I personally love the emergence of something called the “With Me” genre: in videos and content like this, the viewer—you—get to vicariously participate in an activity performed by a creator. Hang out, if you will, as someone else studies or cooks, or whatever they’re doing to feel a little less alone. 

Gymshark—a retailer selling athletic wear—is one of many brands that’s created a unique TikTok strategy to bring people together and create a sense of social connection. Through its #StandUpChallenge, influencers complete physical challenges, share their content around it, and encourage others to do the same. It’s a nice chance for regular folks to get involved and really feel part of something at a time when we can’t exactly head to the gym for a workout with friends.  

Humans got to know humans all around the globe this year. Tanqueray was one such human: her story, told on the popular Humans of New York blog and social channels, took hold of many people’s lives during the pandemic, ultimately raising $2.65 million to date in her trust—plus nearly 100 thousand new followers for the HONY social channels. Telling stories in original ways still matters. 

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HONY’s Brandon Stanton has mastered the art of bringing people together through compelling storytelling. His approach is simple and so compelling: tell great stories, sometimes in instalments. 


This need is all about expressing who you are and informing others about who they might become. And it’s especially important at a time when our world and ways of relating to one another have dramatically changed. 

Video and social trends around learning to perform specialized skills, like cutting hair, are a perfect example — global viewership of haircutting tutorials peaked in April — this creator’s explainer for cutting your own hair has been viewed almost 2 million times.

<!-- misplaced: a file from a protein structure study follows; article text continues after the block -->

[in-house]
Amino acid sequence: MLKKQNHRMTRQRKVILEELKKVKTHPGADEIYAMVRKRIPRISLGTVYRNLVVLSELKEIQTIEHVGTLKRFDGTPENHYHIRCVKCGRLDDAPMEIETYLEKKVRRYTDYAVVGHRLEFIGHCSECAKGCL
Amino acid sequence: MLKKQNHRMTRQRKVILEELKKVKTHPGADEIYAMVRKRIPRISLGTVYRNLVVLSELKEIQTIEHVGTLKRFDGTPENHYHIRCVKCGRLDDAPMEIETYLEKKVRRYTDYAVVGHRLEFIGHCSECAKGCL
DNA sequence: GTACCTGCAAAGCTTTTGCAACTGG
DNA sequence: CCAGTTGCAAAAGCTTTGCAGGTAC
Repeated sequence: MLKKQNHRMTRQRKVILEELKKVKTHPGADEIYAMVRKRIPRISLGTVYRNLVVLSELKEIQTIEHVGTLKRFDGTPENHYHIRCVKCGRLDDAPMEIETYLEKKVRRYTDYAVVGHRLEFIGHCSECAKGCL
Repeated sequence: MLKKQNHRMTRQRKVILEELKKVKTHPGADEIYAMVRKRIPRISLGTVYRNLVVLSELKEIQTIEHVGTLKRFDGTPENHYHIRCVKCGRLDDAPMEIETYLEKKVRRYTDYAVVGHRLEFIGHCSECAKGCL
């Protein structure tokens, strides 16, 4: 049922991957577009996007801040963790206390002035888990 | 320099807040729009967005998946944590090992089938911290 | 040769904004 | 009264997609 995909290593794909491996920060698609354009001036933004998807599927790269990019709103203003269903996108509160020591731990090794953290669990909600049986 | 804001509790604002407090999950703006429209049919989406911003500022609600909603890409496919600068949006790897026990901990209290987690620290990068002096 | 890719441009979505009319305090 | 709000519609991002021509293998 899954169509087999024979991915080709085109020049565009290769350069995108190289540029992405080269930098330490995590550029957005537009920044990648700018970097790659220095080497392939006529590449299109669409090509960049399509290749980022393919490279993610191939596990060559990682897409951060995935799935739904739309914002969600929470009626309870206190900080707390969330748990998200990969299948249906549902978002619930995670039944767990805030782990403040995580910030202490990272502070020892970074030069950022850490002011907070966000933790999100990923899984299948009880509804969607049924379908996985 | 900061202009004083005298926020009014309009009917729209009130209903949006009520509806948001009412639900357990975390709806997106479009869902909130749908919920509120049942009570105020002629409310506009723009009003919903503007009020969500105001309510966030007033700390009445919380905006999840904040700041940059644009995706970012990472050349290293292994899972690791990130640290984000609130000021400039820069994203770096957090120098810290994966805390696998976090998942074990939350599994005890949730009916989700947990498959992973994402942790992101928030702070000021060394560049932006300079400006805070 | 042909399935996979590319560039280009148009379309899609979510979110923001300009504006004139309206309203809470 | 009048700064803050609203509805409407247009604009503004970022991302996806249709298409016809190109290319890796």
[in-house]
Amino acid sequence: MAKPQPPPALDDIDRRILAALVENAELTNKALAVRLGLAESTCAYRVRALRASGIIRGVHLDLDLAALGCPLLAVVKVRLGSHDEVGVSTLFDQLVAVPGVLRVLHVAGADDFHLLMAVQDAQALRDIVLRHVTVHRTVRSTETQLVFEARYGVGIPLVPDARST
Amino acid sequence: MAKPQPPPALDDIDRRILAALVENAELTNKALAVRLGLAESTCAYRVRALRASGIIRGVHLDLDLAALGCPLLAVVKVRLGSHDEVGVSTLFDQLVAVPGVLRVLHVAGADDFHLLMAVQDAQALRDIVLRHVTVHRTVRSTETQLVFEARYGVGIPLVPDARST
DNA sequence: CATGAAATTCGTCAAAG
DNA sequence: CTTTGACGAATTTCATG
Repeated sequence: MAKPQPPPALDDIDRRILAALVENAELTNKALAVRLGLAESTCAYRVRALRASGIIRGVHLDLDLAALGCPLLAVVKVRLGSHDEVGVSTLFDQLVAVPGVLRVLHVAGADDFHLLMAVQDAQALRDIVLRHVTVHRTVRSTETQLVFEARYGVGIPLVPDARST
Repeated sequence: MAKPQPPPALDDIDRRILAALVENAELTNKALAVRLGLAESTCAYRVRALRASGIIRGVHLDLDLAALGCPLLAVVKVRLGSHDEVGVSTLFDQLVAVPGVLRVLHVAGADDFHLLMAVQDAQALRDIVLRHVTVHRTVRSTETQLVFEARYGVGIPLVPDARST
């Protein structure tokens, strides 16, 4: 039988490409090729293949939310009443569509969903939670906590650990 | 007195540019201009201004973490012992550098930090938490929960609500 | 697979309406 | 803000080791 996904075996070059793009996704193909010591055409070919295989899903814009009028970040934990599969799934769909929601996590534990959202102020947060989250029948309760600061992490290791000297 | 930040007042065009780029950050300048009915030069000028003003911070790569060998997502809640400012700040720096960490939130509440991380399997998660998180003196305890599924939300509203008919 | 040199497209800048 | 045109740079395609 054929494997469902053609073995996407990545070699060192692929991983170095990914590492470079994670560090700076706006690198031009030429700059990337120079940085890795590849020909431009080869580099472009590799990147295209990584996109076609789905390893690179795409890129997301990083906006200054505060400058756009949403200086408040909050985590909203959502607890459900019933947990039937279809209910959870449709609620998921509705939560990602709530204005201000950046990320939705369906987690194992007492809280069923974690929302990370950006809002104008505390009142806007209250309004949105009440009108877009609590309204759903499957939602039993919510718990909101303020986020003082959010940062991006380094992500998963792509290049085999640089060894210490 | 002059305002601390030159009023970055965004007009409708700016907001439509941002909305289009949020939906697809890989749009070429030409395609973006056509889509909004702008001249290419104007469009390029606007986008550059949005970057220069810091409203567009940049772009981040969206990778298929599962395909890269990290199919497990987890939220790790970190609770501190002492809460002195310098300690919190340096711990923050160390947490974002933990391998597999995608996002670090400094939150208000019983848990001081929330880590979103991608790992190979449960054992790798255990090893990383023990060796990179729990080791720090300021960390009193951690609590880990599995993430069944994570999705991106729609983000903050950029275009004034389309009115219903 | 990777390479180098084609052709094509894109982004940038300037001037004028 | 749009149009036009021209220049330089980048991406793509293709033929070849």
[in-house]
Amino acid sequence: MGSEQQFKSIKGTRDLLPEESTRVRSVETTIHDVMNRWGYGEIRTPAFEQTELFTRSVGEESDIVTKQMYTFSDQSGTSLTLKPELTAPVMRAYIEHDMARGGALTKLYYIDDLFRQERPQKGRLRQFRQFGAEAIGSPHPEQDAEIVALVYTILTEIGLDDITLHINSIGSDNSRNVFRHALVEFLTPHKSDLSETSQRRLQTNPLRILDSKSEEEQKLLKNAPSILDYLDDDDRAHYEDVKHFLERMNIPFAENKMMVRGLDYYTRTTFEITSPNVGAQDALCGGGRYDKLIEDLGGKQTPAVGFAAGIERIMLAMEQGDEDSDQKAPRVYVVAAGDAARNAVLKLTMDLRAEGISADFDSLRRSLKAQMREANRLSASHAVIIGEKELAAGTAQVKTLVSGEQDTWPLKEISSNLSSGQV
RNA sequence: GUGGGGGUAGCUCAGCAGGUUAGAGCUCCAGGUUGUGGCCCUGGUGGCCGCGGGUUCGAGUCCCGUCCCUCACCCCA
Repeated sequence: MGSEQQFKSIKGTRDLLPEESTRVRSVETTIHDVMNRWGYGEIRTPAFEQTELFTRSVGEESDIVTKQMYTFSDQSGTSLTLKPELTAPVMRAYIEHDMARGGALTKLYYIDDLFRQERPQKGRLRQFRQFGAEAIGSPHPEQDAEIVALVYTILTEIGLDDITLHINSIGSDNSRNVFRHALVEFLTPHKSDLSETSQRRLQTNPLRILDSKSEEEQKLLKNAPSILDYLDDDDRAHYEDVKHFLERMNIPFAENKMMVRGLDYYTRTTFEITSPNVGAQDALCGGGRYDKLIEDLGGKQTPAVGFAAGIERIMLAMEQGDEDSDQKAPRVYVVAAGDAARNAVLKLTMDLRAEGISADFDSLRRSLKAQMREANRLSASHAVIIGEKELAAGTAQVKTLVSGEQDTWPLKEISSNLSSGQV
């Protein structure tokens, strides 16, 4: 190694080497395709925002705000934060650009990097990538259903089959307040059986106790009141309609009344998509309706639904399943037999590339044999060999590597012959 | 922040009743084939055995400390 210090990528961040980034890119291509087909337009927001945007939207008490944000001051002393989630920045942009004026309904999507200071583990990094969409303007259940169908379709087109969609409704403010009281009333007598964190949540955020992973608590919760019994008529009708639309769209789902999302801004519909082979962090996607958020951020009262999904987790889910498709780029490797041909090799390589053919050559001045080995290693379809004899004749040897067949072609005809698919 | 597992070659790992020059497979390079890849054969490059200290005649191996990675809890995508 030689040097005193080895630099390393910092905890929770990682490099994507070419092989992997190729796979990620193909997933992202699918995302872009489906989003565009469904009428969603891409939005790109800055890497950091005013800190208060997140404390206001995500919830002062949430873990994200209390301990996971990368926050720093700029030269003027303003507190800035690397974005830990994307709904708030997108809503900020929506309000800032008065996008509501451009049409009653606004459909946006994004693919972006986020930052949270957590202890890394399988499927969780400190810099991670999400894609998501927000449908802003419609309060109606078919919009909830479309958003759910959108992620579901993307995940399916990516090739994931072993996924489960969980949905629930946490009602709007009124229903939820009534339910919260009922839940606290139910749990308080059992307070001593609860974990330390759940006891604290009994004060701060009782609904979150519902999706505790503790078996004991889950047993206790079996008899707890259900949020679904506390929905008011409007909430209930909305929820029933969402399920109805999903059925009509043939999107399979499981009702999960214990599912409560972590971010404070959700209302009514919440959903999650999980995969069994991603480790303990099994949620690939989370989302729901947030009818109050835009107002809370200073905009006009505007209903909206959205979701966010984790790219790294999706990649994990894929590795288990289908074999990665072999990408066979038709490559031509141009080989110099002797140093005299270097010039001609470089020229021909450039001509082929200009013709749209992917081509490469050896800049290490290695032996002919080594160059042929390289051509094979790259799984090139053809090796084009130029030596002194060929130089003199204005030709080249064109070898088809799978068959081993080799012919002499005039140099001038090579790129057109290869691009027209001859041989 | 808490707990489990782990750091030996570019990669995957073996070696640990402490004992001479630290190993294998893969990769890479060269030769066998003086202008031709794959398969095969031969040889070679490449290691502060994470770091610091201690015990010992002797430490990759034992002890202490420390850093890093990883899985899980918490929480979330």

Screenshot of the Explainer video of how to cut your own hair

Belief systems are also important to identity. There’s religion of course. There’s meditation and mindfulness, too — kind of a religion on its own? According to a report from app store intelligence firm Sensor Tower, the world’s largest English-language mental wellness apps saw a combined 2 million more downloads in April than in January 2020, reaching close to 10 million total downloads for the month. I was one.

Screenshot of a Facebook post from Headspace

Brands are also gaining strength by unabashedly owning their values. Local gym Tight Club Athletics committed financial support to the Black in BC Community Support Fund in a time when their own business was suffering—because it was the right thing to do. Tight Club was one of the first Vancouver gyms to voluntarily close after the COVID-19 outbreak in North America. Founder Keighty Gallagher set an example for the city’s fitness industry in the name of community safety.

And of course as an individual consultant, there’s a lot you can do to give your audience what it needs right now. Networking group DreamersDoers highlighted member Kristy Runzer and shared the story of how she started her business. Endearing, inspiring, honest, engaging—these are all emotions we want to evoke when we tell our story—we want people to recognize themselves in us, or something good about us, as brands, in them. 

Picture of Kristy RunzerScreenshot of an Instagram post from Dreamers Doers of a quote

How Does Your Brand Speak to Core Human Needs? 

Graphic with the phrase "What's one story you might effectively tell your audience on social media right now?"

Consider your existing audiences, and the ones you wish you had. Consider the humans behind the personas and the audience demographics. 

How can you help to ease their anxiety or stress? How might you reach out to make them feel less isolated or alone? Could you teach them something? Or help them to express themselves individually? Could you tell them a story that will ease their anxiety or invite them to participate in a virtual event or challenge that will help to them feel more connected. 

You might not always feel that marketing matters. But reaching out to help always does.